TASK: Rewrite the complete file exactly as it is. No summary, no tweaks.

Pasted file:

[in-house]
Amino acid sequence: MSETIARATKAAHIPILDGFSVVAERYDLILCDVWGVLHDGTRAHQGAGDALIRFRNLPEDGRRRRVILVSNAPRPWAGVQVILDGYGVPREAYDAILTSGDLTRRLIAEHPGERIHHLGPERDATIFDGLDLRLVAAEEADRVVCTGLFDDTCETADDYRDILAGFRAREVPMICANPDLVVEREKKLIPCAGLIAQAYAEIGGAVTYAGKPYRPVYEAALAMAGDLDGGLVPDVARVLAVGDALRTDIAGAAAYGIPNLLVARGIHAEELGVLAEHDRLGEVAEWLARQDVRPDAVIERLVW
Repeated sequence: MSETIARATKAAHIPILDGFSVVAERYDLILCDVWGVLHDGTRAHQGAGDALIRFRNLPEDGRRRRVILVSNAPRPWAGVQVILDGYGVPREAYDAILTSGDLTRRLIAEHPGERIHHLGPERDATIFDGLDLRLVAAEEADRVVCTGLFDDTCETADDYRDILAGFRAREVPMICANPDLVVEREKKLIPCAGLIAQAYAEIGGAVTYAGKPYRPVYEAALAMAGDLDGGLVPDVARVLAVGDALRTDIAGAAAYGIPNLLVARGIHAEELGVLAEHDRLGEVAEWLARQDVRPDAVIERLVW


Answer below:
[in-house]
Amino acid sequence: MSETIARATKAAHIPILDGFSVVAERYDLILCDVWGVLHDGTRAHQGAGDALIRFRNLPEDGRRRRVILVSNAPRPWAGVQVILDGYGVPREAYDAILTSGDLTRRLIAEHPGERIHHLGPERDATIFDGLDLRLVAAEEADRVVCTGLFDDTCETADDYRDILAGFRAREVPMICANPDLVVEREKKLIPCAGLIAQAYAEIGGAVTYAGKPYRPVYEAALAMAGDLDGGLVPDVARVLAVGDALRTDIAGAAAYGIPNLLVARGIHAEELGVLAEHDRLGEVAEWLARQDVRPDAVIERLVW
Repeated sequence: MSETIARATKAAHIPILDGFSVVAERYDLILCDVWGVLHDGTRAHQGAGDALIRFRNLPEDGRRRRVILVSNAPRPWAGVQVILDGYGVPREAYDAILTSGDLTRRLIAEHPGERIHHLGPERDATIFDGLDLRLVAAEEADRVVCTGLFDDTCETADDYRDILAGFRAREVPMICANPDLVVEREKKLIPCAGLIAQAYAEIGGAVTYAGKPYRPVYEAALAMAGDLDGGLVPDVARVLAVGDALRTDIAGAAAYGIPNLLVARGIHAEELGVLAEHDRLGEVAEWLARQDVRPDAVIERLVW